Lara Balsara Vajifdar, Executive Director, Madison World writes that with the right approach and mindset, women can achieve fulfilment in both personal and professional life
With technology at our fingertips, we are all available almost 24×7 to our work. And with this lockdown and WFH has made this whole ‘work-life balance’ even more difficult to achieve. Although both men and women face work-life balance issues, this is always discussed more from a woman’s perspective. So for me, it was never a question of choosing my career over my personal life. To be honest, that never occurred to me, when I decided to start a family. The only thing I knew was that I wanted both and had to excel at both. And I also didn’t put too much thought into how I am going to manage both. I just went with the flow and did what I had to do.
Our advertising and media industry is quite fast-paced with long hectic hours, which many a time come unannounced because a crisis can hit anytime. So work-life balance can become a problem. But the way I see it is that you can’t compartmentalize the two. Both have to coexist. You prioritize, at a particular point in time what and who needs you more and just do it. For me, work-life balance has everything to do with your mindset. If you make up your mind that you have to achieve something either personally or professionally, then you will do all it takes to go out and achieve that goal, or at least have a plan in your mind as to how you will get there.
Harvard has been doing a study over the years on the effects of a working mother on children as they grow up. In the last study done in 2019 across 50,000 adults, the result showed that children of working mothers are not only high achievers at work, but also turn out to be happy too, just as happy as adults of non-working mothers. So working mothers, there is absolutely no reason to feel guilty. In fact, remember you are contributing in a big way in raising more successful, well rounded and gender-neutral kids.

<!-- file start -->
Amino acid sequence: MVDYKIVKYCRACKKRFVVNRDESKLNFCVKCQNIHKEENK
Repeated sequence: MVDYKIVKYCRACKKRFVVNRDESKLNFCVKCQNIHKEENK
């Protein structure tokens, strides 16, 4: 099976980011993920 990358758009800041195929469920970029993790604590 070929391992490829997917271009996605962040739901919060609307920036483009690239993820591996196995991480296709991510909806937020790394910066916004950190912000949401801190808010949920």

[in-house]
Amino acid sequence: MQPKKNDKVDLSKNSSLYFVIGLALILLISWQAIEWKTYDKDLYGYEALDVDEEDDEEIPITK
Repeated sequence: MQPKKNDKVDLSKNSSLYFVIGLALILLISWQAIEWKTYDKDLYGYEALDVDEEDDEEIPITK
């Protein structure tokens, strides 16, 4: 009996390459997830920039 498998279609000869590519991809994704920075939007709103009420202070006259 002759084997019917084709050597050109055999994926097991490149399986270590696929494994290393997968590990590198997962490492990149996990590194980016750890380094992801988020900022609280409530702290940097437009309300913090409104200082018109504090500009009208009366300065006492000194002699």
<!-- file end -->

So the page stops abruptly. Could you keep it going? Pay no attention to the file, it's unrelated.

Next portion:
So how does a career-oriented, working mother hold it all together?
Randi Zuckerberg, Facebook founder Mark Zuckerberg’s sister, has come up with a secret formula for working women to lead a balanced life. She has written a Book – PICK THREE – YOU CAN HAVE IT ALL, JUST NOT every day. She says, every day when she wakes up, she picks three of the five things she is going to focus on. The five things are – Work. Sleep. Family. Friends. Fitness. Choose only three of those five things to live a happy life. You could choose all 5, but then you can do that for a day or two. But if you do it continuously, you will burn out very quickly. This quite resonates with me, and I feel is my secret formula for managing my life. I would say on most days my top three are – work, kids and fitness.
There is no right way to do this. Everyone has to find their own way that works for their family and lifestyle. I also do believe that am not doing anything exceptional – everyone around me does it. I see my colleague at work and my mommy friends, all of them are doing a great job. I get emails at 11.30/12 at night from my other work colleagues who are mothers. We’ve done calls at 10.30 pm at night and sometimes even on a Sunday. So do whatever works for you.
Yes, it is difficult, but with the right support system, everything can be managed. The most important thing is don’t be afraid to ask for help, from within your family or hiring help. And also delegate different tasks in your home. Get the kids involved too in household chores. Fathers and husbands play a great role in nurturing and taking care of the child. Gone are the days when taking care of children or the home, was just the mother’s responsibility.
To sum up, I believe we as women, can have it all, well almost. And why shouldn’t we?
Remember the two keywords – prioritisation and delegation.
Lara Balsara Vajifdar is the Executive Director at Madison World.
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